Eli5: What facts are holding humanity back from creating a Dyson sphere in reality?

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Eli5: What facts are holding humanity back from creating a Dyson sphere in reality?

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1) We don’t know how to build something on that scale in space. Building stuff in space is hard and a Dyson sphere would be the single biggest engineering challenge in the history of man by several orders of magnitude. We don’t even know where to start yet.

2) We don’t have the technology to efficiently launch all of those materials into space. Rocketry is still a nascent science and we are limited in how much we can launch at any point in time.

3) We don’t have the funding. At its cheapest, it costs $3k/kg to get something into space (more to get it positioned like it would need to be for a sun). That seems cheap, but a Dyson sphere would be beyond huge, and would likely cost trillions in launches alone, which says nothing of the cost of the technology itself. The ISS cost more than $150B – a Dyson sphere would likely far exceed global GDP to build it.

We lack the amount of materials to make a Dyson sphere. We lack the engineering knowledge and know-how to make a Dyson sphere. We lack the ability to travel to the right orbit to make a Dyson sphere.

Honestly, we’re about six tech levels out from a Dyson sphere. What this means is we lack the tools to make the tools needed to make the tools needed to make the tools to make the tools to build a Dyson sphere.

We understand the concept of a Dyson sphere, but we’re at least a thousand years away from being able to attempt one.

Scale mostly. We haven’t mastered long term outer space living. In order to construct something that large we’d need to be capable of functioning in space for generations of resource harvesting, conversion and construction.

There’s no reason to build one.

A Dyson sphere is a theoretical next step after we do as much as we can on Earth and decide we want even more. Building stuff in space is expensive, it only makes sense to do so if there’s some need for it. And so far there’s more than enough room on Earth for lots and lots of solar panels that are far cheaper to build and maintain on the ground.

Besides that, a Dyson sphere would involve absolutely amazing amounts of material use — you’re talking about taking apart planets to make the sphere out of them.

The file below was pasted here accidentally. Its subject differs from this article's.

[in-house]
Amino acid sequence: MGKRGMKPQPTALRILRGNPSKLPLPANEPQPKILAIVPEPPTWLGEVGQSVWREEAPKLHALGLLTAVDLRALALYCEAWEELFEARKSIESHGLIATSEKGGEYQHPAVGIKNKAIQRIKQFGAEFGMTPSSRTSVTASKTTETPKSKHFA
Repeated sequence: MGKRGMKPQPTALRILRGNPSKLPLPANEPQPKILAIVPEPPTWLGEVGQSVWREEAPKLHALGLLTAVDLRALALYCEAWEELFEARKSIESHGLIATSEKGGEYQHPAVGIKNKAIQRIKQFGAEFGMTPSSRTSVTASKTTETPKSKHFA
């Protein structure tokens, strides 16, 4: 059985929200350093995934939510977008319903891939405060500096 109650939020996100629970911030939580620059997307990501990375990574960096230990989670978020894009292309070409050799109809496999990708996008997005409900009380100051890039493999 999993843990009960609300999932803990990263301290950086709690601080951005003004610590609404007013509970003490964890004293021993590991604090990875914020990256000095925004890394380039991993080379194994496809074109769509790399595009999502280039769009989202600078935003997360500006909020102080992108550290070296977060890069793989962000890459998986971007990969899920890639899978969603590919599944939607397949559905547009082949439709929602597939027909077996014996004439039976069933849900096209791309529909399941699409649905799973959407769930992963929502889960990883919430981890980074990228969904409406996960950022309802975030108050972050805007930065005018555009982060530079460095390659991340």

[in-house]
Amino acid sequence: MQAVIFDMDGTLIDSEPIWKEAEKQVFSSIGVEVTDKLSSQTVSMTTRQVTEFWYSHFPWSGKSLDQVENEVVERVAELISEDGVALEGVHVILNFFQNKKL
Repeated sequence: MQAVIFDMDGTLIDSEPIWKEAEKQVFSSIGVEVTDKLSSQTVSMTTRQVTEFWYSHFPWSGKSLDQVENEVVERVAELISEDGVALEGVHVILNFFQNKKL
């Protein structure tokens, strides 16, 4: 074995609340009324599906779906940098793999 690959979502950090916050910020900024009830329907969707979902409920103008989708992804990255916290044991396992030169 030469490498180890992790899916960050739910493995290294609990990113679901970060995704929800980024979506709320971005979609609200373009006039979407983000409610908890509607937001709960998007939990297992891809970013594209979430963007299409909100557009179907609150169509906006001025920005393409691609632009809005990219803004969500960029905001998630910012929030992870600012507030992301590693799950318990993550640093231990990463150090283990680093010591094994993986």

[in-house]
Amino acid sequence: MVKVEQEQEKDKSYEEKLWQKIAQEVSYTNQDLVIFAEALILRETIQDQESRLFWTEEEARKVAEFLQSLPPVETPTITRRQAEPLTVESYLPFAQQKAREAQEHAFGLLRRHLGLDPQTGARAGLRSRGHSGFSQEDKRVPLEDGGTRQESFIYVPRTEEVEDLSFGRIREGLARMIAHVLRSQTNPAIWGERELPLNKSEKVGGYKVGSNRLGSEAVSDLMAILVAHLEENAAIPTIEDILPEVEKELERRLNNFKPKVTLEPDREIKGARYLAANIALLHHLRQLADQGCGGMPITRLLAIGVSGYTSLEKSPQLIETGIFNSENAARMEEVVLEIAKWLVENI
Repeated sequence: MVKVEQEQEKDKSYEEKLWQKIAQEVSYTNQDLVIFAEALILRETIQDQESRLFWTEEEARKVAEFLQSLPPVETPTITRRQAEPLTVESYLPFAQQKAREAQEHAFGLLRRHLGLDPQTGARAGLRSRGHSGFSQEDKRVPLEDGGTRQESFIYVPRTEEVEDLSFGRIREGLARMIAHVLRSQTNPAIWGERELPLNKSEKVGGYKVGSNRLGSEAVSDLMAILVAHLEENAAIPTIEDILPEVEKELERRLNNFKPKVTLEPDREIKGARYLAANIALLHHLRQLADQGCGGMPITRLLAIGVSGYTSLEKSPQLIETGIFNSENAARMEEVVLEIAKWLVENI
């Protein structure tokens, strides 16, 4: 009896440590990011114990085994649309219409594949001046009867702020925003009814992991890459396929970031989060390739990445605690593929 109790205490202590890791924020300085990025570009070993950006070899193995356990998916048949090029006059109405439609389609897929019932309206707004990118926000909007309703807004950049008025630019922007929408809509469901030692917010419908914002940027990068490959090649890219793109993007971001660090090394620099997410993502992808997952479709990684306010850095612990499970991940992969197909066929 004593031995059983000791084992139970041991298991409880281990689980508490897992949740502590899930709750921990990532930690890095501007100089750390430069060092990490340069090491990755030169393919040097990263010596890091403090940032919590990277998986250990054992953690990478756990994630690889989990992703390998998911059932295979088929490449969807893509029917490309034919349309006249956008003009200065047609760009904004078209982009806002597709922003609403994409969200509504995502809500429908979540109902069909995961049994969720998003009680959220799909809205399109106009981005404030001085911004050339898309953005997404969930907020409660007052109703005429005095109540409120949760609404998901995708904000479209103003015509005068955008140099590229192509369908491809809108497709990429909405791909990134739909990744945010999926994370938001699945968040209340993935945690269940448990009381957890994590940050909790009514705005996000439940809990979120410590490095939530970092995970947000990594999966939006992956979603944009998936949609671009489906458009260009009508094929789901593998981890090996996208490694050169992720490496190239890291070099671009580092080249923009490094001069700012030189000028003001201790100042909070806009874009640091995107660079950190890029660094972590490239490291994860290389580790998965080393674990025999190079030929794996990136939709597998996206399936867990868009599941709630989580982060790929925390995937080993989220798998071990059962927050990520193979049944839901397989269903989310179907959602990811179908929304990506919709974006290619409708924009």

Funding. Even the biggest space programs don’t get much funding, proportionally speaking. It would require more money than we’ve ever spent on anything in space to get that going. A Dyson Sphere would have to be huge–many orders of magnitude bigger than anything we’ve ever built.

It would also be completely inefficient to have to launch all the requisite parts into space, so first we’d have to figure out how to build things in space, and ideally how to harvest the materials directly from space (maybe from the Moon, somewhere easier to launch from) so we don’t have to launch those either. Unless we can circumvent the problem by building a space elevator or something like that, but that’s a whole new source of difficulties.

Dyson spheres are orbitally unstable. They look interesting but they won’t “work” fundamentally (unless there are HUUUGGE engines that can correct unstable orbits).

There is no known material that has sufficient tensile strength (and orbit/rotate fast enough to generate 1G) to construct it with.

The material required to make one would consume all of the mass of all of the stuff in the solar system if the sphere would be anything thicker than a few meters (roughly). That is a lot of stuff.

That is assuming we have the energy harnessing capability to even get it started

Where would we stay while we built one?

Why would we need one in the first place? By the time sufficient technology is available to do this, we might as well terraform Venus and Mars – far “simpler” and certainly more redundancy. The “habitable” ring of a Dyson sphere would fit many quadrillions of people very easily – we’re not likely to get there.

Fundamentally, everything everyone else has said AND Dyson Spheres don’t actually work in practice from an engineering perspective UNLESS you could build the whole thing essentially instantly. Orbital mechanics is a serious and complicated process that has to be taken into account during the building process (even assuming all of the other factors are taken care of) and, at some point, the stuff you put into space to build the thing will either a) fall into the sun, b) fling itself out into space, or c) begin colliding with the other stuff up there that you’re trying to attach to it.

Auch better and actually possible construction is a Dyson Swarm or a Niven Ring, but both of these also have their 6-levels of tech problems along with other issues…

People have already mentioned a lot of good points, but one of the largest constraining factors is the amount of materials you would need. It would require an entire planet’s worth of resources (maybe even multiple planets depending on the planet’s size) which is a scale of engineering that is unimaginable right now.

Check out a show called ‘Science and Futurism with Isaac Arthur’ on YouTube or as a podcast, where they regularly discuss the logistics and feasibility of futuristic megastructure projects like this. (Case in point, this episode all about Dyson spheres – https://youtu.be/HlmKejRSVd8)

Nothing really technologically. In terms of collecting power, beaming it to earth, and keeping solar panels in orbit it is actually fairly basic technology that we already have.

However you would need to dismantle literally the entire solar system just to get enough materials to build something that big, we lack the infrastructure to build in space, we don’t currently have a need for that much power and we would struggle to maintain Earth’s orbit once we start pulling apart other planets.